Research & Innovation

Microgels Let Medical Implants Fight Off Bacteria

Implants coated with microgels could be key to reducing surgical infections

A half-half slide: green on left, red on right.
Results of microgels loaded with and without the antibiotic colistin. On the left, microgels were not loaded with the antibiotic, resulting in live e.coli bacteria (green). Microgels loaded with colistin resulted in dead e.coli bacteria (red).

(Hoboken, N.J. – March 26, 2019) – Joint replacements are among the most common elective surgeries — but around one in 100 patients suffer post-surgical infections, turning a routine procedure into an expensive and dangerous ordeal. Now, researchers at Stevens Institute of Technology have developed a self-defensive surface for these implants that release targeted micro-doses of antibiotics when bacteria approach, potentially sharply reducing infection rates.

The work, led by Matthew Libera, professor of materials science at Stevens, describes a method for coating implant surfaces with a lattice of microgels: flecks, each 100 times smaller than the diameter of a human hair, capable of absorbing certain antibiotics. The microgels’ behavior is regulated by electrical charges, and the electrical properties of an approaching microbe triggers the microgels to release their antibiotic payload, preventing infections from taking root. 

Microgels could be applied to a wide range of medical devices, including heart valves, tissue scaffolds, and even surgical sutures — and with the market for hip implants alone forecasted to reach $9.1 billion by 2024, the technology has significant commercial potential. The United States Army, which helped fund the research, is also interested in the technology because the infection rates associated with severe battlefield trauma can be very high.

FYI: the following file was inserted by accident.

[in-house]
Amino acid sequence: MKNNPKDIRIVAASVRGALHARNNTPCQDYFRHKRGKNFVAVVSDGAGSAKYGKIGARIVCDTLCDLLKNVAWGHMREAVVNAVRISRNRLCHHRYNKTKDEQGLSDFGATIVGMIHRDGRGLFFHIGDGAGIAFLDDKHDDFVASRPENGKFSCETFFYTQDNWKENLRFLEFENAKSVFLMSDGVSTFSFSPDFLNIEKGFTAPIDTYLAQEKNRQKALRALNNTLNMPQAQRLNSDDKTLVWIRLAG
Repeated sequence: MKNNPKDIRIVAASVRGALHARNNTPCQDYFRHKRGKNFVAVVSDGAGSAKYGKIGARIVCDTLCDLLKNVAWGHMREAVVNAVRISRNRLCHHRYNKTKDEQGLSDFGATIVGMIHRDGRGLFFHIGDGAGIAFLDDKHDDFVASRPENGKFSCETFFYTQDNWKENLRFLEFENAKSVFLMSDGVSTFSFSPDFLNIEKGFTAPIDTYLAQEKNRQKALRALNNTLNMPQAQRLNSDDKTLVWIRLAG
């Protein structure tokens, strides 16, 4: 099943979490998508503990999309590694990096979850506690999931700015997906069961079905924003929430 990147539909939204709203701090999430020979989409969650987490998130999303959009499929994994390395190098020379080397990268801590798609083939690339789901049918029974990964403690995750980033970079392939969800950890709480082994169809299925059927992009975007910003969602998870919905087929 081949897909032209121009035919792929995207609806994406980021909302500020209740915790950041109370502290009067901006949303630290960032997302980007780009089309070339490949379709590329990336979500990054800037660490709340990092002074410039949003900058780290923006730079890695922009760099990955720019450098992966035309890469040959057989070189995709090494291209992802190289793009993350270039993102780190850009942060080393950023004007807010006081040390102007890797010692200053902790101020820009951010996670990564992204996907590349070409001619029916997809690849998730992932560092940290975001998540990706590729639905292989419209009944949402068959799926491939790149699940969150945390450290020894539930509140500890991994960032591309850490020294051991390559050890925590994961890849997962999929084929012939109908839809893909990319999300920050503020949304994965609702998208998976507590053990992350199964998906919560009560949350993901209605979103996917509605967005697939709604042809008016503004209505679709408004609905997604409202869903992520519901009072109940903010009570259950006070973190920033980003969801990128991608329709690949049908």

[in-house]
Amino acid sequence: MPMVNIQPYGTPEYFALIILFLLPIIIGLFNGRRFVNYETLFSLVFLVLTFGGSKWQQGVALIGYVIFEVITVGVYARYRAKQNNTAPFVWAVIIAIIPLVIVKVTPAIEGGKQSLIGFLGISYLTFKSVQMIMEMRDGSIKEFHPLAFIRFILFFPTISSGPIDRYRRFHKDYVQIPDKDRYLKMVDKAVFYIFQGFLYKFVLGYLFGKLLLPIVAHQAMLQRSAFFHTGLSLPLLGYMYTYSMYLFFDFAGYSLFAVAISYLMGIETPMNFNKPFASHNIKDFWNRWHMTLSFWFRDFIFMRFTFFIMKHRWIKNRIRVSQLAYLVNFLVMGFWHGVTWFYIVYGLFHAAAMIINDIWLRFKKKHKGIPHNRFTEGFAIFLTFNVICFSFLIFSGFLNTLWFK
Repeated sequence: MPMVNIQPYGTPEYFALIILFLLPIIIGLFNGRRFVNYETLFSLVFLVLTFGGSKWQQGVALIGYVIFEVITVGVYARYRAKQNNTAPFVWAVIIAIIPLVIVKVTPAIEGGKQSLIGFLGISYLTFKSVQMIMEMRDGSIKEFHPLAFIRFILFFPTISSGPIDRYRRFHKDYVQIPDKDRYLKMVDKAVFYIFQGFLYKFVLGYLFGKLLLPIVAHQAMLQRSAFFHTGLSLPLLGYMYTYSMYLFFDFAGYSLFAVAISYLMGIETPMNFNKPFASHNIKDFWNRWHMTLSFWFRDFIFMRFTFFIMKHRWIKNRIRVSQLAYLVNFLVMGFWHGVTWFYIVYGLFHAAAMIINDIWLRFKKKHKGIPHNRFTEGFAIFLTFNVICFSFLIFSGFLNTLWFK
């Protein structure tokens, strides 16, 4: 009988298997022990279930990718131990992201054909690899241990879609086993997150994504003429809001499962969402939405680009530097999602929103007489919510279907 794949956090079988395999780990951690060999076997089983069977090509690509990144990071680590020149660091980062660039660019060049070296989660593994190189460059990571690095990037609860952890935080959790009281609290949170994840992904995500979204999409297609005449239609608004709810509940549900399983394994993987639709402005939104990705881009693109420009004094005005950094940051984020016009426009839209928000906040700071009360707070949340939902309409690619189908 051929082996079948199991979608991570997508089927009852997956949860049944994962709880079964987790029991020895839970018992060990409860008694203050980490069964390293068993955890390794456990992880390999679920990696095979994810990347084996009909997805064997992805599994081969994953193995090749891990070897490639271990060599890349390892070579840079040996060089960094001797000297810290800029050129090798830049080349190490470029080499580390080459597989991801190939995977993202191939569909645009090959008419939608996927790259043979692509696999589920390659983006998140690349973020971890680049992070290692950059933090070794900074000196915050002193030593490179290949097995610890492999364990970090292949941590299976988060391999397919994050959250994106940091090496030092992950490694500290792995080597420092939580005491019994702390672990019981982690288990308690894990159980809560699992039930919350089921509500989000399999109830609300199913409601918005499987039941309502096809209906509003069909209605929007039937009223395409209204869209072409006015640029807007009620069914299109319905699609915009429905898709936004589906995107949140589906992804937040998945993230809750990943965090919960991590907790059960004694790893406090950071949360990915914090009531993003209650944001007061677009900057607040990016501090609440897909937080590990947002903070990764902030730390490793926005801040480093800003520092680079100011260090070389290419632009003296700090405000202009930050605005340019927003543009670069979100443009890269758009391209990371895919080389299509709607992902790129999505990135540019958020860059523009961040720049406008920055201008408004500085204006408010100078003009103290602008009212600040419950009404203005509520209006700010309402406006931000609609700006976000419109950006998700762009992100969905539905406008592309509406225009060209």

“The potential impact for patients, and for the healthcare system, is tremendous,” said Libera, who chairs the Stevens Conference on Bacteria-Material Interactions. Stevens doctorate candidate Jing Liang and biomedical engineering professor Hongjun Wang collaborated on the study, which appears in the journal Biomaterials

Post-surgical infections are tough to beat because as microbes colonize surfaces, they form antibiotic-resistant layers called biofilms. Libera and his team disrupt this cycle by killing microbes before they can gain a foothold. “It only takes one bacterium to cause an infection,” Libera said. “But if we can avoid infection until healing is complete, infection becomes a lot less likely.”

Unlike conventional treatments that flood the whole body with antibiotics, the Stevens team’s approach is highly targeted, releasing tiny amounts of antibiotics to kill individual bacteria. That dramatically reduces the selective pressures that give rise to antibiotic-resistant superbugs — a big improvement over both systemic treatments and local approaches such as blending antibiotics into bone cement, releasing orders of magnitude less antibiotic into the patient’s system.  

Other self-defensive surfaces currently in development rely on microbes' metabolic byproducts to trigger the release of antibiotics, but the Stevens appraoch doesn't need to wait for metabolism to kick in and can kill even dormant bacterial. The team's microgels are also remarkably resilient, surviving ethanol sterilization and remaining stable for weeks at a time. And, while doing their job killing bacteria and stopping infection, the microgels promote tissue growth around treated surfaces leading to healing. 

To apply microgels to a medical device such as a knee joint, surgeons could simply dunk the device in a specially prepared bath for a few seconds; a brief dip in a second bath would then charge the microgels with antibiotics. In theory, surgeons could prepare devices on demand, immediately before implanting them, using antibiotics tailored to a patient’s specific risk factors.

So far the approach has been tested in vitro, and the team is still working to fine-tune the microgels and enable them to deliver a wider range of antibiotics. Libera’s team is working with industry partners to plan further demonstrations. 

About Stevens Institute of Technology

Stevens Institute of Technology is a premier, private research university situated in Hoboken, New Jersey overlooking the Manhattan skyline. Since our founding in 1870, technological innovation has always been the hallmark and legacy of Stevens’ education and research. Within the university’s three schools and one college, 6,900 undergraduate and graduate students collaborate closely with faculty in an interdisciplinary, student-centric, entrepreneurial environment. Academic and research programs spanning business, computing, engineering, the arts and other fields actively advance the frontiers of science and leverage technology to confront our most pressing global challenges. The university is consistently ranked among the nation’s elite for return on tuition investment, career services and the mid-career salaries of alumni.

Media Contact: Keri Fitzpatrick, 201.216.5139, [email protected]